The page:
Nicola: I’m notoriously bad at personal admin, and it was a steep learning curve going from a big company environment where I could skate by on the minimum to a small business, where every delay was irresponsible and cost us money. When I was at Riot, I filed almost two years of expenses in one afternoon — so terrible. The running joke was that the reimbursement paid for my wedding. At The Story Mob, I got it down to a year’s worth of expenses in one go, but even that was shameful. We had to send our accountants personalized bottles of wine to apologize for all the extra work. I’m better now, I promise!
Anna: I can confirm that Nicola hasn’t been behind on her expenses ever since! I went from the comfort and safety of a big company and two very capable bosses who helped me out when I made mistakes (which was often and plenty), to being in a role where the buck stops at our desk. Except that the bucks keep coming, the desk is on fire, and the office is spinning. Plenty of times Nicola and I would make a call on something without any certainty that what we decided was good. Thankfully, we’ve never made a mistake that has seriously jeopardized our business or our team — a lesson that things tend to work out in the end 🙂
What do you think makes your company stand out? Can you share a story?
Nicola: Any female-led company in gaming is going to be pretty unique, as there are so few of us. With that said, I think we stand out for our genuine dedication to what we do and the audiences we serve. So many communications and PR companies stay surface with the areas they touch — flitting from dog food to tourism to packaged goods, so it’s rare to see a team who truly understand the community they’re trying to reach. Just this past weekend I logged on to our company Slack to see our entire team simultaneously organizing a game of Among Us, cheering on their favorite teams at a tournament and discussing the latest PS5 release. They’re not faking it.
Anna: Not many comms consultancies are as deeply rooted in the culture they advocate for and speak to, as we are. Few years ago, you’d find me at esports events walking around with a screwdriver trying to find things to put together, and getting my hands into anything I could — for the experience, but also from the genuine will to help and be a part of that incredible team that made the most spectacular esports events happen. I remember sitting in press rooms with Nicola and waiting for the press conference to finish before we each would grab our spokesperson to go to their next thing. Everyone at the Mob is equally comfortable talking about where they came from — which is an array of surrounding industries they got a ton of experience in — and about gaming culture and fans we want to serve. To Nicola’s point, we’re also a very tight team and got each other’s back, leaning in where we need to to help a fellow Mobster out.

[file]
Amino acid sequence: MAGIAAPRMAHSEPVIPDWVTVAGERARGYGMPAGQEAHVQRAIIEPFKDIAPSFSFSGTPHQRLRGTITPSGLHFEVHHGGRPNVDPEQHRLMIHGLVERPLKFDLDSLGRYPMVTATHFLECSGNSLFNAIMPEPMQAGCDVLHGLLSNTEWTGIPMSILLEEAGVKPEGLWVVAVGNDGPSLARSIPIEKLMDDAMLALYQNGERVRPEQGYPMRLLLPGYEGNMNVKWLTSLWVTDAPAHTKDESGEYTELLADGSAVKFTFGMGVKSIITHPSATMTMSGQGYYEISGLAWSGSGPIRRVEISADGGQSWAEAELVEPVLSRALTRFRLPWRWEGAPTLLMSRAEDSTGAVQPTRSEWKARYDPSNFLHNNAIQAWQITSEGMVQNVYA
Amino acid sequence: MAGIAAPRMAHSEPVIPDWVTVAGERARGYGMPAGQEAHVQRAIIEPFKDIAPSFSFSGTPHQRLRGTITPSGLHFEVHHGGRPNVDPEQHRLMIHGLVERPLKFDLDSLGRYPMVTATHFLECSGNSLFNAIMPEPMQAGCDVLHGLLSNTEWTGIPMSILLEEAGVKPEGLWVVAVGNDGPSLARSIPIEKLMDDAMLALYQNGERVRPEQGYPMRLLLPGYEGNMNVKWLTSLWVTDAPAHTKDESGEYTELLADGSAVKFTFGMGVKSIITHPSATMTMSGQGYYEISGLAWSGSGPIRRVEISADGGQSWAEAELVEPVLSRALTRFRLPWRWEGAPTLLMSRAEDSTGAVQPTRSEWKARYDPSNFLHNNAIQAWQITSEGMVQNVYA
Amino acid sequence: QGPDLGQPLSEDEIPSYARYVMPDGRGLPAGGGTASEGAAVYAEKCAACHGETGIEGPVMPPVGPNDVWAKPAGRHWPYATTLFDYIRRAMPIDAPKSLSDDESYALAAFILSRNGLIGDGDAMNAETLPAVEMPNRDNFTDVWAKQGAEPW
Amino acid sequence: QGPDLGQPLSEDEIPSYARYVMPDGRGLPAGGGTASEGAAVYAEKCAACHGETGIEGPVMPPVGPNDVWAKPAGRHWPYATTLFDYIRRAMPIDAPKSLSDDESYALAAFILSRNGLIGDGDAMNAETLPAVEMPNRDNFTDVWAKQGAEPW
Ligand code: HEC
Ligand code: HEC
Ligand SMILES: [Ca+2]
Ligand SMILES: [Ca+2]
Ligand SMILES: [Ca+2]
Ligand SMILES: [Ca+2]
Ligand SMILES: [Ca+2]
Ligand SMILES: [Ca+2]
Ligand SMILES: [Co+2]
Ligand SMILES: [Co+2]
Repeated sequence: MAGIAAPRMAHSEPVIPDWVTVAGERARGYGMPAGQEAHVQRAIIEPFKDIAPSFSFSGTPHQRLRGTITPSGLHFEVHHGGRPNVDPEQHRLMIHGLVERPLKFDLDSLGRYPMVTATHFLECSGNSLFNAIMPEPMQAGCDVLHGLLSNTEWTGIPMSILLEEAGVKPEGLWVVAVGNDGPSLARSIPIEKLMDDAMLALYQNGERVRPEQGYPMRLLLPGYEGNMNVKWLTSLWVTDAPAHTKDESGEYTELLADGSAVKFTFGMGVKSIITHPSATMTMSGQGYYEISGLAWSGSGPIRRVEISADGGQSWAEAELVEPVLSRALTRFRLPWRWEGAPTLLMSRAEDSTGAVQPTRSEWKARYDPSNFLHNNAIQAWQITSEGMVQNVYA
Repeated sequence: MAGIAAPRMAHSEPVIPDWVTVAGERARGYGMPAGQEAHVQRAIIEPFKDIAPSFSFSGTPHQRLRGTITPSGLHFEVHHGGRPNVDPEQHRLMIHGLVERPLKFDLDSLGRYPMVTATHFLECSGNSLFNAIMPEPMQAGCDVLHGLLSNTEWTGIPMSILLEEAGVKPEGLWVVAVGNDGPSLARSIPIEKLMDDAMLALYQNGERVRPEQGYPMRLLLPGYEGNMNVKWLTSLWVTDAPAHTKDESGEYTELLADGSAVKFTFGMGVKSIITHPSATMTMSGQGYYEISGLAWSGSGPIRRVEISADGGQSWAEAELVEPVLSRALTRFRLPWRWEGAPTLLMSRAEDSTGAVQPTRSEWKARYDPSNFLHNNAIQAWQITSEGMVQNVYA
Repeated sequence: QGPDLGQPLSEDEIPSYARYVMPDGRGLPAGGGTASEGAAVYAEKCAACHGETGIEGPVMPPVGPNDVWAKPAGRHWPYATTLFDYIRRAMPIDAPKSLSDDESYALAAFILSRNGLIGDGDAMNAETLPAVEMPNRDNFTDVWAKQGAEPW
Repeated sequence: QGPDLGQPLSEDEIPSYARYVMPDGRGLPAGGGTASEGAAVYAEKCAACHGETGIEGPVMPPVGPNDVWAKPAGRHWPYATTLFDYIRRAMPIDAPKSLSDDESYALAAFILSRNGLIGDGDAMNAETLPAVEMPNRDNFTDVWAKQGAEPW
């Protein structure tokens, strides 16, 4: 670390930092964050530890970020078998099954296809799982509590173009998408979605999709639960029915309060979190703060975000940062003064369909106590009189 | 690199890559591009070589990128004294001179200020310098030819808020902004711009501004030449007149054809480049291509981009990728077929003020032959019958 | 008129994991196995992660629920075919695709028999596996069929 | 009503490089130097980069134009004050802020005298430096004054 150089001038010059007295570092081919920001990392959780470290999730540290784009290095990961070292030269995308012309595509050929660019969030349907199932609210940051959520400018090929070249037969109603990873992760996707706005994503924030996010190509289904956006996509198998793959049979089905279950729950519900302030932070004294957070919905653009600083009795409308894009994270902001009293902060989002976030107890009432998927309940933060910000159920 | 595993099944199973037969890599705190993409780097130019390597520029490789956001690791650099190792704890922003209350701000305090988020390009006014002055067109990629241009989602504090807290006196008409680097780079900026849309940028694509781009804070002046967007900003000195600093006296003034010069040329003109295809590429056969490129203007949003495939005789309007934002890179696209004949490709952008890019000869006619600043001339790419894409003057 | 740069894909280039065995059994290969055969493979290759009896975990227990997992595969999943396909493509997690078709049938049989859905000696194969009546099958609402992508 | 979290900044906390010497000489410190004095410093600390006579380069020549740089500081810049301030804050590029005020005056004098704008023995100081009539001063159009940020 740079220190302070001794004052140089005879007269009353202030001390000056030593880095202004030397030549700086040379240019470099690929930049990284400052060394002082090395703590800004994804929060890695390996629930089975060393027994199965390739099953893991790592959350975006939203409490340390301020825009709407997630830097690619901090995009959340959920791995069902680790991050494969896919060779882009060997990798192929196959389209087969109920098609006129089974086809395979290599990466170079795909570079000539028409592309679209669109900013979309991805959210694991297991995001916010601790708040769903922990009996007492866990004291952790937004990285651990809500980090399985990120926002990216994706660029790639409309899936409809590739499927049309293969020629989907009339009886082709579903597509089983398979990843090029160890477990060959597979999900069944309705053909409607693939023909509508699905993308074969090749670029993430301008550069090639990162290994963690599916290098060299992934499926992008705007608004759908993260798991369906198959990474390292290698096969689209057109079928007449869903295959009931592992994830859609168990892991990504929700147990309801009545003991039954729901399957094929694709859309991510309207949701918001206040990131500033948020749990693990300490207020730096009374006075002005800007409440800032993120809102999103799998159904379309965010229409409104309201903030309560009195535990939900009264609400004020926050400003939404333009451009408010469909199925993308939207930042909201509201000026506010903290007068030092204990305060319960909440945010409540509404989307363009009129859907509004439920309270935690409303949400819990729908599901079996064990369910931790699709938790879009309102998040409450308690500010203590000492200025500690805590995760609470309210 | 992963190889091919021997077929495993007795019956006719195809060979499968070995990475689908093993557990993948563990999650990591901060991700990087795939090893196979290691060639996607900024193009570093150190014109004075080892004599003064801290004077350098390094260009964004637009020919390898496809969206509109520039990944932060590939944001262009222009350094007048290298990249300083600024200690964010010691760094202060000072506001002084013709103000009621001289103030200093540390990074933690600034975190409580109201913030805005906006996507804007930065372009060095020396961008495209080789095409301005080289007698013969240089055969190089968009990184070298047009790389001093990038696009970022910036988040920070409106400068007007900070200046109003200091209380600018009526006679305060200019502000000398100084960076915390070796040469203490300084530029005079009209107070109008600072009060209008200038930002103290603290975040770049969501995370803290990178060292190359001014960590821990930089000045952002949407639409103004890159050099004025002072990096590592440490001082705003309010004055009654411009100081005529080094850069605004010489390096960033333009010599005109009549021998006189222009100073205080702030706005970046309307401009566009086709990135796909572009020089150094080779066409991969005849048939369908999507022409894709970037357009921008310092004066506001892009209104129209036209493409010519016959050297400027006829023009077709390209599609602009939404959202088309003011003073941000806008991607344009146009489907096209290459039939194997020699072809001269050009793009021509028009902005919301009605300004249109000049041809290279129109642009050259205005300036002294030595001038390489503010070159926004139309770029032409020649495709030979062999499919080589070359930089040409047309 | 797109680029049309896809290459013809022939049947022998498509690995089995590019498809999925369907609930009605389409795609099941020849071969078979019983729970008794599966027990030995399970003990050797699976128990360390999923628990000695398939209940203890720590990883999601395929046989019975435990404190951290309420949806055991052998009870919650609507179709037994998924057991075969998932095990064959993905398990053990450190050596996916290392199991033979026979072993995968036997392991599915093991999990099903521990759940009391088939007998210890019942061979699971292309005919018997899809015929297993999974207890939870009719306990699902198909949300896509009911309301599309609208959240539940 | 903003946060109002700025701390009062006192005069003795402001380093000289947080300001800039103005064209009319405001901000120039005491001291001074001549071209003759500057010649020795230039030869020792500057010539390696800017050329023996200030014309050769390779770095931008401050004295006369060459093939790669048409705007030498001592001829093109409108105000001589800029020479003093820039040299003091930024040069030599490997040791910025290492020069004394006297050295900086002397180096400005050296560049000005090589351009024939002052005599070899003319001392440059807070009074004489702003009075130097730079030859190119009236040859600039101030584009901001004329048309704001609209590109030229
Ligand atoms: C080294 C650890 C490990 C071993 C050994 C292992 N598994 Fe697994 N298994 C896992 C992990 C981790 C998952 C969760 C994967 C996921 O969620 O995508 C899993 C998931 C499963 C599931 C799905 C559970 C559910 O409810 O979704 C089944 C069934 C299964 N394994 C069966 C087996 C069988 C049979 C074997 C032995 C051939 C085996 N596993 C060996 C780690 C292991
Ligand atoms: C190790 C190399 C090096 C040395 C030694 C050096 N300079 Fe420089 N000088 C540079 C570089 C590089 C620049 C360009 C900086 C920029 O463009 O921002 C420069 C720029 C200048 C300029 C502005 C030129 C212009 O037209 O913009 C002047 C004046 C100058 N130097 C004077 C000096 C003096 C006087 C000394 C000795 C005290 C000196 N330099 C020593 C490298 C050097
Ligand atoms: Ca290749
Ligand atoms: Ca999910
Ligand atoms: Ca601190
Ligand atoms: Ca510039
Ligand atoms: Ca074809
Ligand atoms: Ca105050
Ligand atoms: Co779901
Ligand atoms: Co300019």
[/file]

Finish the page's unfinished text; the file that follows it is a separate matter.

Are you working on any exciting new projects now? How do you think that will help people?
Nicola: We have long running relationships with most of our clients, so we’ve been lucky enough to work with them across multiple exciting projects — whether it’s introducing Michael Jordan to his first esports investment or collaborating with Wiz Khalifa on a gaming stream. It’s been clear throughout this pandemic that social gaming allows us to stay connected to each other — and we need that more than ever. I believe that adopting this online life by necessity has made us all gamers in one way or another.
Anna: We’re going through a really exciting transformation where we are branching out of dedicated esports comms services and expanding our reach to gaming culture as a global phenomenon that touches many surrounding industries. The way we see gaming culture is like a red thread passing through many industries. Gaming can be — and increasingly, it will be — so many more things than just a form of entertainment or competition. Our new safe, our social moment, our art, our experience with music, fashion and sport. The upcoming iteration on our brand identity will be 100% about that.
What advice would you give to other female leaders to help their team to thrive?
Nicola: For Anna and I, building the kind of team culture that we wished we’d been a part of when we were starting out was key. We focused on treating people fairly, with respect, with transparency and giving them the tools they needed to succeed — and I think it’s one of the reasons we’ve been able to build as quickly as we have. It’s not necessarily a female trait, but I think so many new CEOs are too focused on the future goal to pay attention to how you get there. It’s my dream that everyone that works for the Mob comes away knowing that they were valued and respected during their time with us.
Anna: I couldn’t agree more. From day one, our hiring mantra was “find top talent and pay them at the top of the market, in the current market”. We have never taken advantage of anyone who was willing to work for (sometimes much) less than the salary we’ve budgeted for a role, just because that person was so eager to get into esports. Another advice I’d give is to hire for character first, skills second. The right type of character will be keen to learn any skills — but no skills will compensate for the lack of character traits that make you successful at the Mob.
What advice would you give to other female leaders about the best way to manage a large team?